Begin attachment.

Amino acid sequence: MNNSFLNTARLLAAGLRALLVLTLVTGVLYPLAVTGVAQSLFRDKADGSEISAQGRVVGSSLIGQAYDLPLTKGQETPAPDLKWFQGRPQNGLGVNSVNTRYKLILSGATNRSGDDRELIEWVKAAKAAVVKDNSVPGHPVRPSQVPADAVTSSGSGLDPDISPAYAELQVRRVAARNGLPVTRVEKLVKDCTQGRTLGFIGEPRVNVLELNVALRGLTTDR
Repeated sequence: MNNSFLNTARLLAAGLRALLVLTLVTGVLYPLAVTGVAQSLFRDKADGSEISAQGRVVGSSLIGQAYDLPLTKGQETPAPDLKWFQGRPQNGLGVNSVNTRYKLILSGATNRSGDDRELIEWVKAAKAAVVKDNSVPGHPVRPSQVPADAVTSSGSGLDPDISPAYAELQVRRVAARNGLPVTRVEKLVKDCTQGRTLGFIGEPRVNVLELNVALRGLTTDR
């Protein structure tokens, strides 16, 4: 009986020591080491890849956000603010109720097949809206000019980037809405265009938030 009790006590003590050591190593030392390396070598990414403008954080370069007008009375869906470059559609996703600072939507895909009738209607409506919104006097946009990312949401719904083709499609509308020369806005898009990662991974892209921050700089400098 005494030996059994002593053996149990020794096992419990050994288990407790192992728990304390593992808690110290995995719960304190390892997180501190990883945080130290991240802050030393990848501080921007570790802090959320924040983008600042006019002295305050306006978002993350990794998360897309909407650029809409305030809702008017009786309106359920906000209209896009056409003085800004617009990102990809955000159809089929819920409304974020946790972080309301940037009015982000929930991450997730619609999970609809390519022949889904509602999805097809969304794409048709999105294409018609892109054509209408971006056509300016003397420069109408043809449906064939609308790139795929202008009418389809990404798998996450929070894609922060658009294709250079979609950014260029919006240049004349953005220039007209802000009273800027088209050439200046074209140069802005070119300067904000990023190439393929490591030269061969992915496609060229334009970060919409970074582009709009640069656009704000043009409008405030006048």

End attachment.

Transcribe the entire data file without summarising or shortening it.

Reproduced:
Amino acid sequence: MNNSFLNTARLLAAGLRALLVLTLVTGVLYPLAVTGVAQSLFRDKADGSEISAQGRVVGSSLIGQAYDLPLTKGQETPAPDLKWFQGRPQNGLGVNSVNTRYKLILSGATNRSGDDRELIEWVKAAKAAVVKDNSVPGHPVRPSQVPADAVTSSGSGLDPDISPAYAELQVRRVAARNGLPVTRVEKLVKDCTQGRTLGFIGEPRVNVLELNVALRGLTTDR
Repeated sequence: MNNSFLNTARLLAAGLRALLVLTLVTGVLYPLAVTGVAQSLFRDKADGSEISAQGRVVGSSLIGQAYDLPLTKGQETPAPDLKWFQGRPQNGLGVNSVNTRYKLILSGATNRSGDDRELIEWVKAAKAAVVKDNSVPGHPVRPSQVPADAVTSSGSGLDPDISPAYAELQVRRVAARNGLPVTRVEKLVKDCTQGRTLGFIGEPRVNVLELNVALRGLTTDR
């Protein structure tokens, strides 16, 4: 009986020591080491890849956000603010109720097949809206000019980037809405265009938030 009790006590003590050591190593030392390396070598990414403008954080370069007008009375869906470059559609996703600072939507895909009738209607409506919104006097946009990312949401719904083709499609509308020369806005898009990662991974892209921050700089400098 005494030996059994002593053996149990020794096992419990050994288990407790192992728990304390593992808690110290995995719960304190390892997180501190990883945080130290991240802050030393990848501080921007570790802090959320924040983008600042006019002295305050306006978002993350990794998360897309909407650029809409305030809702008017009786309106359920906000209209896009056409003085800004617009990102990809955000159809089929819920409304974020946790972080309301940037009015982000929930991450997730619609999970609809390519022949889904509602999805097809969304794409048709999105294409018609892109054509209408971006056509300016003397420069109408043809449906064939609308790139795929202008009418389809990404798998996450929070894609922060658009294709250079979609950014260029919006240049004349953005220039007209802000009273800027088209050439200046074209140069802005070119300067904000990023190439393929490591030269061969992915496609060229334009970060919409970074582009709009640069656009704000043009409008405030006048």